The Great Recovery's Design Residency with SUEZ has seen four designers investigate the challenges of 'bulky waste'.
In the lead up to the release of their findings on September 9th, Lucy Chamberlin reflects on the impact of bulky waste, the work of the Residency and explains how you can get involved.
Everyone has a story about bulky waste. The sofa in the garden, the mattress at the bus stop, the fridge in the parking lot.
A quick survey of researchers and staff at the RSA uncovered a plethora of anecdotes, mostly told with enthusiastic exasperation. Matthew suffered from a large sofa blocking his hallway that the landlord had promised but apparently 'forgotten' to remove. Jonathan was plagued by guilt in having to take a child's mattress to the dump which was almost-new, apart from a small stain which meant that the local charity wouldn't accept it.
And these problems are not new, it seems. In a 1968 lecture given at the RSA, FLD Flintoff, said:
'There are signs of a much more significant change in the fundamental character of refuse than is indicated by the analyses and forecasts. This is a steady increase in what is usually called bulky waste. It comprises all those items which will not go inside a dustbin: packaging, old washing machines, refrigerators, pianos and motor cars. ...Because none of these items individually is of sufficient value to interest a dealer, and because local authority services have always been tailored to refuse which fits inside a British Standard dustbin, the householder has sometimes been left without a lawful method of getting rid of unwanted articles of this sort. When a proper outlet is denied for either refuse or scrap, it gets into the wrong place and becomes litter. That is why our verges are littered with motor cars, our woods with washing machines, and small boats on the Thames are menaced by floating debris. Bulky refuse is a fairly new problem, but it is growing fast.'
And grow fast it has. In the UK we now produce around 1.6million tonnes of this large-item waste stream every year, and most of it still ends up buried in landfill or burnt in an incinerator.
10 days, 4 designers, 1 mission
In September, the Great Recovery will launch a report, 'Rearranging the Furniture', about our design residency project run in partnership with SUEZ, a waste and recycling company, and focused on furniture waste. You may have already watched the Survivor Sofa Story, read our blog about the Clerkenwell Design Festival or seen the project on twitter (#survivorsofa).
The brief was to conduct an exploratory, observation-based 'residency' with four designers over ten days, gathering insights and learning from experts whilst at the same time providing ideas on how product or indeed system redesign could enable more furniture to be reused rather than scrapped. It enabled the designers to learn valuable lessons about the end-of-life destinations of some of the products they were creating, and to provide some valuable design thinking and ideation to the processes of waste disposal that they witnessed.
Over the ten days, we visited a community recycling centre (formerly known as a civic amenity site or 'the tip'!) in Leatherhead, various sorting and retail outlets of the Surrey Reuse Network, and went behind the scenes at IKEA. We spoke to experts from the national Furniture Re-use Network, the SKA rating programme for commercial interiors, and the pioneering waste team at Warwickshire County Council. And we also conducted a 'tear-down' exercise on a high street brand sofa that we fished out of the landfill skip (in great condition but missing its fire label and therefore not re-sellable by the reuse charities). Finally, we convened a roundtable discussion between designers, waste managers and other stakeholders at Fab Lab London – closing the loop at least conversationally on our furniture waste.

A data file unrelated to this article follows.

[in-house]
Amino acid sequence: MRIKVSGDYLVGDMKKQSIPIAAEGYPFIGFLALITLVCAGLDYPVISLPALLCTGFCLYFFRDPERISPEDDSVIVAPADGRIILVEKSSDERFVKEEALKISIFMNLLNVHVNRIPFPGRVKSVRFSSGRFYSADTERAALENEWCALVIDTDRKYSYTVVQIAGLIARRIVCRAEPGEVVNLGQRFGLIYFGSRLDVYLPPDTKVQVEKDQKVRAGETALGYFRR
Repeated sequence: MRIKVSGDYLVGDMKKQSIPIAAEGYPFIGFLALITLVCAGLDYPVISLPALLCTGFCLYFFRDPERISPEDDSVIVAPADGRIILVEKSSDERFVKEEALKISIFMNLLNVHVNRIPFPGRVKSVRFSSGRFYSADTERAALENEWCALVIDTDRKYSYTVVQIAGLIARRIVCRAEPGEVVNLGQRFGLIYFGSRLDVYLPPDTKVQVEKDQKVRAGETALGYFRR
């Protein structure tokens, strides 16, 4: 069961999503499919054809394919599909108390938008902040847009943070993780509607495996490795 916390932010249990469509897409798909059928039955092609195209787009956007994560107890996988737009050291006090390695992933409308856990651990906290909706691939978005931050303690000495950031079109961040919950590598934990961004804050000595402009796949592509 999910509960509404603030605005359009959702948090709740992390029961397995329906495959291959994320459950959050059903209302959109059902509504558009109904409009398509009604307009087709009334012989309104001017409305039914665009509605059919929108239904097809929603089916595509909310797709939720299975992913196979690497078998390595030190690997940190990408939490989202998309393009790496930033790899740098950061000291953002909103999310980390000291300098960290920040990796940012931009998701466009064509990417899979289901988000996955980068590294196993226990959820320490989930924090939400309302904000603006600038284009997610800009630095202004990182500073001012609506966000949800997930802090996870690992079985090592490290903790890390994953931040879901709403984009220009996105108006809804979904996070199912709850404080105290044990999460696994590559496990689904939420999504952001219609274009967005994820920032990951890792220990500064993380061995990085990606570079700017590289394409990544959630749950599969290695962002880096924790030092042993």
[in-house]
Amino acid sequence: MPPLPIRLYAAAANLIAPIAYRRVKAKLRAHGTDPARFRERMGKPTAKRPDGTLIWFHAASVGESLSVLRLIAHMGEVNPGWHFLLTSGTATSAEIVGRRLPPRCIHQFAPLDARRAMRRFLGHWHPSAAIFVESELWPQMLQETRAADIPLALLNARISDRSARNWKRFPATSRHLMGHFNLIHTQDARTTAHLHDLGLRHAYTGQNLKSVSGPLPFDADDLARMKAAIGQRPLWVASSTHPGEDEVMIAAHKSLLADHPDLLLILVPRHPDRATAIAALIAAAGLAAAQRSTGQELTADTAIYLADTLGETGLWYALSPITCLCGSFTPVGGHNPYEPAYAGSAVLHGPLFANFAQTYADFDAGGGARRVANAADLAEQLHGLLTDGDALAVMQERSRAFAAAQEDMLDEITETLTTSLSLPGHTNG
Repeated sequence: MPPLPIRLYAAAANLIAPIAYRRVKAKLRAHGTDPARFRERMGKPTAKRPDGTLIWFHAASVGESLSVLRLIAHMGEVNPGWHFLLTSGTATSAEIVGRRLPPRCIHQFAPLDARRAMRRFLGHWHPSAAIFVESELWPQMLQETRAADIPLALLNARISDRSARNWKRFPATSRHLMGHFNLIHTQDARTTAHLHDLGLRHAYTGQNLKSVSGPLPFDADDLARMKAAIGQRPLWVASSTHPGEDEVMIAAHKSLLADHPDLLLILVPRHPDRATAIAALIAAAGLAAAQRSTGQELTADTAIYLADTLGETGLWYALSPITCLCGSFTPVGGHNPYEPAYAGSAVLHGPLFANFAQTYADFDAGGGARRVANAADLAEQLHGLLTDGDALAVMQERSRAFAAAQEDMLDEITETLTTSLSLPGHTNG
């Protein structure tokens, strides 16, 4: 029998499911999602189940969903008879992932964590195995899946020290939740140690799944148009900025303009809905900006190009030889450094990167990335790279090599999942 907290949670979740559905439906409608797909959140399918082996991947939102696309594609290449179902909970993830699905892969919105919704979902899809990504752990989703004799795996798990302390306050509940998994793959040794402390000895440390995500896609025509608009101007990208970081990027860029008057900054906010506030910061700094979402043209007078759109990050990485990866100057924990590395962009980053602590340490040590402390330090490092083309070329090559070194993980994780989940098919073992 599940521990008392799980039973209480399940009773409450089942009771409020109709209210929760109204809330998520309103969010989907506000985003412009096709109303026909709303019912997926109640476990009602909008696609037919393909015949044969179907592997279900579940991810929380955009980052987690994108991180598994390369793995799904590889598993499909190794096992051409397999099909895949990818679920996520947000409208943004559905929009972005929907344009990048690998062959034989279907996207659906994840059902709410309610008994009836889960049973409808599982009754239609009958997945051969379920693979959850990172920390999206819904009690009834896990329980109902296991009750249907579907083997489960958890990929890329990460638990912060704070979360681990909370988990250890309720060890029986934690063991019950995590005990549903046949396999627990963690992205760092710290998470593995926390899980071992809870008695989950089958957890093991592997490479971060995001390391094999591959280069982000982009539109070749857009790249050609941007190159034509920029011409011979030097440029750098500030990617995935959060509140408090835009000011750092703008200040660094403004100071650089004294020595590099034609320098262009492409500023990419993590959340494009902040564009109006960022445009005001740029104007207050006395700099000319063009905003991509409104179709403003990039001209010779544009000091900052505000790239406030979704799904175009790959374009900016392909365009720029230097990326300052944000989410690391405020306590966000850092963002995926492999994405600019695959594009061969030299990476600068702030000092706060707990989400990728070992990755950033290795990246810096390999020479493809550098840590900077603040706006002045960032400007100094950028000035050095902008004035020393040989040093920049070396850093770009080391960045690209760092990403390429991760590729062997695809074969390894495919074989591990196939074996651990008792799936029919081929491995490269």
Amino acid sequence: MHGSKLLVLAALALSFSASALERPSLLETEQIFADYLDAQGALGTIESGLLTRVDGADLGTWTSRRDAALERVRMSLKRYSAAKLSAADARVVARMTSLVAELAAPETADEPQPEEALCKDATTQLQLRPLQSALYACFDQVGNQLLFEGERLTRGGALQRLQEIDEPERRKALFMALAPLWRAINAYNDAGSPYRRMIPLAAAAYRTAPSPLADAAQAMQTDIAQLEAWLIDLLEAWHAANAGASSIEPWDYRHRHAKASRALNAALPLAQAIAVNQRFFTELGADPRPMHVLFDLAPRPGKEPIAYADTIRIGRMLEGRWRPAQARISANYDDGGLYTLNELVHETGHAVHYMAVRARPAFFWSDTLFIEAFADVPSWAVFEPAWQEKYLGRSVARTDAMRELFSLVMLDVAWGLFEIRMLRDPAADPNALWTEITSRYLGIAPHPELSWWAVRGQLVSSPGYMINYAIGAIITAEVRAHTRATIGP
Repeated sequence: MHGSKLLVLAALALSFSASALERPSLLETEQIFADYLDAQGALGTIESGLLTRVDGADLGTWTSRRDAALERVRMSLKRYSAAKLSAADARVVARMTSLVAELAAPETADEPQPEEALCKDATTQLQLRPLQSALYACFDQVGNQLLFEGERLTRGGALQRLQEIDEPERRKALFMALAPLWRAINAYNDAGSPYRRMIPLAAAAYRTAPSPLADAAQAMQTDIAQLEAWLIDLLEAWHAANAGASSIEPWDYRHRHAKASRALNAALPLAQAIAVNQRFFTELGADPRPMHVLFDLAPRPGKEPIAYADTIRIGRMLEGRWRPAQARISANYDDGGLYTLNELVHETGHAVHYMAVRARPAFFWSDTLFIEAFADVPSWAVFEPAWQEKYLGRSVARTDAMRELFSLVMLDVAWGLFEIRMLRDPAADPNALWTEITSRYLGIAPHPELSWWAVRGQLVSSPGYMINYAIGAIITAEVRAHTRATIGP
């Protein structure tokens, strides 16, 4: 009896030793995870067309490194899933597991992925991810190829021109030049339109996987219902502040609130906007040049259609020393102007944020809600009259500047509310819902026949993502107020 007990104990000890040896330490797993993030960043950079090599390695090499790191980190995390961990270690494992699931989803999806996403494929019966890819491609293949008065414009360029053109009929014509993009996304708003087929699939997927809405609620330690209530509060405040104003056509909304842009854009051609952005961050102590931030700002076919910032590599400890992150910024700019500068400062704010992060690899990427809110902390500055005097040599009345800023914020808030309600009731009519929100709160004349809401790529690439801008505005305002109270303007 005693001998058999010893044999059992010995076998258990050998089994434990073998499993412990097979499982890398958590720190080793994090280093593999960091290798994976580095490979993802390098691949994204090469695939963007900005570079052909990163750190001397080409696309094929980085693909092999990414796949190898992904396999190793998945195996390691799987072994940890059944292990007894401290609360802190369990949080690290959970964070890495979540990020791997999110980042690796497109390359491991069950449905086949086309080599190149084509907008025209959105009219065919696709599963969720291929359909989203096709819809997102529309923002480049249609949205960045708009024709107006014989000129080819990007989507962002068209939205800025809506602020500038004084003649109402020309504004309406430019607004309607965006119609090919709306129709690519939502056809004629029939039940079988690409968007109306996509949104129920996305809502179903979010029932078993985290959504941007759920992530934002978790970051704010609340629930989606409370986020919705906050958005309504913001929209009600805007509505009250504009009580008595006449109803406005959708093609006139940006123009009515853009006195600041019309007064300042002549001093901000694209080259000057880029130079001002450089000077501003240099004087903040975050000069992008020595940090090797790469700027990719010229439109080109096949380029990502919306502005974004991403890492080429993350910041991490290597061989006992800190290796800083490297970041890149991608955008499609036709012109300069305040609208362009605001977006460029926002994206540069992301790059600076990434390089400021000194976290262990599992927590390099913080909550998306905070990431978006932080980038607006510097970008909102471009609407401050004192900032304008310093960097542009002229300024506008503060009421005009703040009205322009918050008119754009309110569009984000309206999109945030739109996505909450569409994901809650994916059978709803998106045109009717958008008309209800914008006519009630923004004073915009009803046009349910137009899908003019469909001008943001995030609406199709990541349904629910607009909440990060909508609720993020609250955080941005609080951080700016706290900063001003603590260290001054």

As you will see from the report, the project has not provided a silver bullet or final solution to the problems of bulky waste. What it has done, however, is to draw attention to and explore these issues from a new perspective, to engage with a new audience, and to provide a very practical expose of the untapped value in our living rooms.
From small sofas...
And the project didn't stop at the 10-day residency. It was picked up by Camira, a UK-based textile manufacturer who wanted to develop some new fabric for our ex-landfill sofa using waste offcuts from their own suppliers. The next stop was Clerkenwell Design Week, where we got members of the public making buttons for the sofa and talked to them about the challenges of designing furniture for a more circular economy.
The sofa is now on display at RSA House (please come and have a look and take a seat!) and will form part of our display at Fab Lab London during London Design Festival before being loaned to Camira for an exhibition in the run-up to Christmas.
Our sofa story film was also picked up by the Community Channel and has been re-edited for release on national TV.... Keep an eye out on the website for more news on this, and some companion blogs to the report.
Meanwhile, some dates for your diary:
Finally, how can we as consumers and citizens do our bit to ensure that our furniture has a long life of use and re-use? Find out in our next post '7 things we can do to keep our sofas out of landfill'.
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